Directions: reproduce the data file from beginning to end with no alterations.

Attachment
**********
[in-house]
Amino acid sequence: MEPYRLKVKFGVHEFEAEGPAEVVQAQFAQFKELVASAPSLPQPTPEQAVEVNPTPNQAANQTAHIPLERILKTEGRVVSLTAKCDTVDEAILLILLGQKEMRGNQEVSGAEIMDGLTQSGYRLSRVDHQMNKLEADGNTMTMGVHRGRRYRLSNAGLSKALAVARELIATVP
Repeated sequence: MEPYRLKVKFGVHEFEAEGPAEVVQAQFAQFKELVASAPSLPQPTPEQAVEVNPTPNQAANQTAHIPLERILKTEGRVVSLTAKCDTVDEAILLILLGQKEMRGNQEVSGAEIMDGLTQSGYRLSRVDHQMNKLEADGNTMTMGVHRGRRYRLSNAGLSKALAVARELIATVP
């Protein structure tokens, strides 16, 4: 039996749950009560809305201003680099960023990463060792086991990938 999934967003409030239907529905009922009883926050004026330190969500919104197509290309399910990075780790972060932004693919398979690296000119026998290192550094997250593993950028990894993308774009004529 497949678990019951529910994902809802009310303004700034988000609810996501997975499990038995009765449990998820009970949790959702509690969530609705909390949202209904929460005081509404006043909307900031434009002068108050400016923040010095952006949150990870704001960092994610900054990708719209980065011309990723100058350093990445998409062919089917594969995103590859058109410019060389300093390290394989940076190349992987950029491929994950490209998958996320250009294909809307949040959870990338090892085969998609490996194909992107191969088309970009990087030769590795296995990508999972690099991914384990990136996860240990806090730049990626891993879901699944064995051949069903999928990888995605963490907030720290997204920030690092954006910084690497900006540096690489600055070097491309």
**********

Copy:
[in-house]
Amino acid sequence: MEPYRLKVKFGVHEFEAEGPAEVVQAQFAQFKELVASAPSLPQPTPEQAVEVNPTPNQAANQTAHIPLERILKTEGRVVSLTAKCDTVDEAILLILLGQKEMRGNQEVSGAEIMDGLTQSGYRLSRVDHQMNKLEADGNTMTMGVHRGRRYRLSNAGLSKALAVARELIATVP
Repeated sequence: MEPYRLKVKFGVHEFEAEGPAEVVQAQFAQFKELVASAPSLPQPTPEQAVEVNPTPNQAANQTAHIPLERILKTEGRVVSLTAKCDTVDEAILLILLGQKEMRGNQEVSGAEIMDGLTQSGYRLSRVDHQMNKLEADGNTMTMGVHRGRRYRLSNAGLSKALAVARELIATVP
């Protein structure tokens, strides 16, 4: 039996749950009560809305201003680099960023990463060792086991990938 999934967003409030239907529905009922009883926050004026330190969500919104197509290309399910990075780790972060932004693919398979690296000119026998290192550094997250593993950028990894993308774009004529 497949678990019951529910994902809802009310303004700034988000609810996501997975499990038995009765449990998820009970949790959702509690969530609705909390949202209904929460005081509404006043909307900031434009002068108050400016923040010095952006949150990870704001960092994610900054990708719209980065011309990723100058350093990445998409062919089917594969995103590859058109410019060389300093390290394989940076190349992987950029491929994950490209998958996320250009294909809307949040959870990338090892085969998609490996194909992107191969088309970009990087030769590795296995990508999972690099991914384990990136996860240990806090730049990626891993879901699944064995051949069903999928990888995605963490907030720290997204920030690092954006910084690497900006540096690489600055070097491309």